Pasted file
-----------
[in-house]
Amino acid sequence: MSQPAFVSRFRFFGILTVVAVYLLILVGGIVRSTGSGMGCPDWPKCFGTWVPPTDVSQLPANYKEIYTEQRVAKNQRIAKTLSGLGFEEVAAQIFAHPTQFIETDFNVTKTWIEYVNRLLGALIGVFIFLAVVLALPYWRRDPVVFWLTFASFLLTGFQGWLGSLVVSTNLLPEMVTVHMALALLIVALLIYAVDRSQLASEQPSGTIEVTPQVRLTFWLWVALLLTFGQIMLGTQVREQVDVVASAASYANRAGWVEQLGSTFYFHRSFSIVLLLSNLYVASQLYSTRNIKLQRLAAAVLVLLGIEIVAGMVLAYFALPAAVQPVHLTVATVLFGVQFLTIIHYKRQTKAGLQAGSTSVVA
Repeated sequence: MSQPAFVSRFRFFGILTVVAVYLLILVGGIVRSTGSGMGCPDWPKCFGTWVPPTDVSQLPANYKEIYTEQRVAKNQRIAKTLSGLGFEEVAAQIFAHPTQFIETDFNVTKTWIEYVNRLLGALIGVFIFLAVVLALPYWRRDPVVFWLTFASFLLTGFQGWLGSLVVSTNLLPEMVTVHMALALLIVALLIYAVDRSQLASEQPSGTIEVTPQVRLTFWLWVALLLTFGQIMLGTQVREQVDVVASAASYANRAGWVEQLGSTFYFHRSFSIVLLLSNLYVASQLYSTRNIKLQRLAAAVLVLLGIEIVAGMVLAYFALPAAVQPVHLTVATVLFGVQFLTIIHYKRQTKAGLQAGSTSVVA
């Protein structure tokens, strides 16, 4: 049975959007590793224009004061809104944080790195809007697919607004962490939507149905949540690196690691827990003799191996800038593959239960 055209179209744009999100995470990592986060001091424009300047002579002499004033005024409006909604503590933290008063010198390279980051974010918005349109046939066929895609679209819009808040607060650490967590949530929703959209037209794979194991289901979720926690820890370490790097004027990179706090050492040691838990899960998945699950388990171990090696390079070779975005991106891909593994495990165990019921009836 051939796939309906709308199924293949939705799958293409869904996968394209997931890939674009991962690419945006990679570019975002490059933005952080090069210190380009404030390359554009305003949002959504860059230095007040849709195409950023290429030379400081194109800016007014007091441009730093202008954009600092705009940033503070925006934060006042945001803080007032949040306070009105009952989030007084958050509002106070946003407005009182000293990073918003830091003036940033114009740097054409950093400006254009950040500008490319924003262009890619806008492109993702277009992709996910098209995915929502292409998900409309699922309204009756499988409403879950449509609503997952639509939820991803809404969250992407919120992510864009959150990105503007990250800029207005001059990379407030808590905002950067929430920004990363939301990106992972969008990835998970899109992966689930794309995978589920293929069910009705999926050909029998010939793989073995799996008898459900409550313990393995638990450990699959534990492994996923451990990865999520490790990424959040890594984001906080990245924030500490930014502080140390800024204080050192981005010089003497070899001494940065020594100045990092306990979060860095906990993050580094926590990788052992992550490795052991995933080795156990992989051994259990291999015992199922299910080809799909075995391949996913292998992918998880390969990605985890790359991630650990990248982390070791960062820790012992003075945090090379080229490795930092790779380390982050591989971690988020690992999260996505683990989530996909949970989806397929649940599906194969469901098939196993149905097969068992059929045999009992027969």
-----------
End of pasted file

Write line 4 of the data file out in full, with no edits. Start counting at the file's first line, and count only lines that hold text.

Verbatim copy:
């Protein structure tokens, strides 16, 4: 049975959007590793224009004061809104944080790195809007697919607004962490939507149905949540690196690691827990003799191996800038593959239960 055209179209744009999100995470990592986060001091424009300047002579002499004033005024409006909604503590933290008063010198390279980051974010918005349109046939066929895609679209819009808040607060650490967590949530929703959209037209794979194991289901979720926690820890370490790097004027990179706090050492040691838990899960998945699950388990171990090696390079070779975005991106891909593994495990165990019921009836 051939796939309906709308199924293949939705799958293409869904996968394209997931890939674009991962690419945006990679570019975002490059933005952080090069210190380009404030390359554009305003949002959504860059230095007040849709195409950023290429030379400081194109800016007014007091441009730093202008954009600092705009940033503070925006934060006042945001803080007032949040306070009105009952989030007084958050509002106070946003407005009182000293990073918003830091003036940033114009740097054409950093400006254009950040500008490319924003262009890619806008492109993702277009992709996910098209995915929502292409998900409309699922309204009756499988409403879950449509609503997952639509939820991803809404969250992407919120992510864009959150990105503007990250800029207005001059990379407030808590905002950067929430920004990363939301990106992972969008990835998970899109992966689930794309995978589920293929069910009705999926050909029998010939793989073995799996008898459900409550313990393995638990450990699959534990492994996923451990990865999520490790990424959040890594984001906080990245924030500490930014502080140390800024204080050192981005010089003497070899001494940065020594100045990092306990979060860095906990993050580094926590990788052992992550490795052991995933080795156990992989051994259990291999015992199922299910080809799909075995391949996913292998992918998880390969990605985890790359991630650990990248982390070791960062820790012992003075945090090379080229490795930092790779380390982050591989971690988020690992999260996505683990989530996909949970989806397929649940599906194969469901098939196993149905097969068992059929045999009992027969």